Youth sports clubs strive to not only maintain their current participation levels but to also raise athlete numbers. Losing players to neighboring clubs can be hard because more athletes mean more teams and more revenue for the club.
According to the Chicago Tribune, the youth sports economy has grown 55 percent since 2010, becoming a $15 billion market. In the U.S, more than 60 percent of families spend $1,200 to $6,000 a year – per child – on youth sports, the newspaper reported, citing the book “Minimize Injury, Maximize Performance: A Sports Parent’s Survival Guide.” Even more, 20 percent of American families spend $12,000 per child annually.
With those fees, losing players to neighboring clubs can hurt a youth sports organization, even when just one player leaves. Per the Chicago Tribune’s statistics, if a club’s yearly fee was $1,200, that’s $1,200 per child lost from the team’s revenue. If there are 10 kids who leave to join a different organization, that’s $12,000. At that rate, it might even cost the club an entire team, which could double that number (depending on the sport the roster numbers).
Can your youth sports club afford to lose $12,000 a year? Or even $1,200?
Probably not. To prevent this, take a look at some reasons why you might be losing players to neighboring clubs, and how you can prevent it.
1. You’re Not Investing in Athlete Development
Clubs that don’t offer ongoing training, clinics, and seminars for athletes to learn and develop skills won’t be able to compete with organizations that do. Parents and players will remain dedicated to a club that is helping athletes grow as players and individuals. Holding regular training sessions and clinics will show families the organization is invested in developing its players.
2. You’re Not Hiring the Right Coaches
Players’ day-to-day interactions with the club are typically through coaches. If the club isn’t hiring the right coaches, that will encourage athletes to look at other clubs. To prevent this, organizations need to invest time in recruiting and hiring good coaches. These individuals should reflect the club’s mission and values, should be able to dedicate time to developing players as people and as athletes, and they should have a passion for the sport and coaching. [Need help with a hiring decision? Download our Director of Coaching’s Guide to Hiring here.]
3. You Aren’t Providing Feedback
Players want to know how they are progressing throughout the season, and from year-to-year. If clubs don’t provide this feedback through formal player evaluations, athletes might leave for clubs who do. Providing written feedback shows players and their families the club is invested in the athlete’s success. Conducting regular evaluations will help establish loyalty between players and the club. It also helps players understand where they stand within the roster and the organization. If they see improvements, it will encourage them to stick with the club.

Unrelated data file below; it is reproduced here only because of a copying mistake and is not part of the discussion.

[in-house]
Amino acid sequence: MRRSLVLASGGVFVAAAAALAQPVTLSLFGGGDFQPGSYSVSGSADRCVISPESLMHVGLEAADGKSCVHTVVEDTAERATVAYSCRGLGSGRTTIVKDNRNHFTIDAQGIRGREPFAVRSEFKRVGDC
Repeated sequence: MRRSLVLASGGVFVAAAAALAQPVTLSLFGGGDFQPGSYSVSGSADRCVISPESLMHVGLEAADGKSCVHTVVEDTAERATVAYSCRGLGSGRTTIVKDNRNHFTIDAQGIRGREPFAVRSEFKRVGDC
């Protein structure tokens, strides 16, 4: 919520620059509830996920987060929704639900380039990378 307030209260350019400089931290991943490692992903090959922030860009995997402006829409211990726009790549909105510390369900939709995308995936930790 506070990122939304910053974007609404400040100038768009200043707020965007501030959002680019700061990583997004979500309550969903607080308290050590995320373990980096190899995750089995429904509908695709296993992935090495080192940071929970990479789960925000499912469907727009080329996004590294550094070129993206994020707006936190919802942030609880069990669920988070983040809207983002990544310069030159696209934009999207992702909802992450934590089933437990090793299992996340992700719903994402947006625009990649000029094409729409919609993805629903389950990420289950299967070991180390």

4. You Don’t Help Athletes Progress to the Next Level
While some players like to participate in a sport solely for fun, others want to progress as an athlete and play for elite teams, or even try to get a college scholarship. Clubs who don’t help athletes achieve their goal of advancing to the next level risk losing the player to a team who will. Organizations should know athletes’ goals and help them navigate the process of how to join elite, regional, national, or collegiate teams.
5. Your Facilities are Outdated or Unsafe
Athletes want to play on good, safe fields, courts, rinks, and other facilities. They want to train in quality conditions, with the needed equipment and machines to help them improve. If your club is using facilities that are outdated or unsafe, you may lose players to a neighboring club if they opt to seek better conditions. Make sure your organization is keeping athlete needs in mind when securing playing and training facilities. Providing good playing and training conditions shows athletes the club is invested in their success and their safety. Here are some tips on how to secure new equipment for your club on a tight budget.
6. You Don’t Communicate with Parents, Players
If your club isn’t providing needed information to parents and players, athletes can leave for an organization that does. Families don’t want to be in the dark on schedules, practice times, tryouts information, registration deadlines, tournament schedules, or any other information they need to know to set their child up for success. Instead of having parents ask for information, or complain about a lack of communication, clubs should designate a person to send all communications – in a timely manner — to families and players.
7. Your Club is Disorganized
If your organization doesn’t have set roles and hierarchy, it risks having details and responsibilities fall through the cracks. If this happens, it will impact the players when schedules aren’t set, information isn’t communicated, events aren’t organized, fields aren’t ready, and other tasks club officials should take care of are missed. Instead of losing players due to a lack of organization, the club should assign roles and tasks to individuals to ensure all necessary jobs are completed.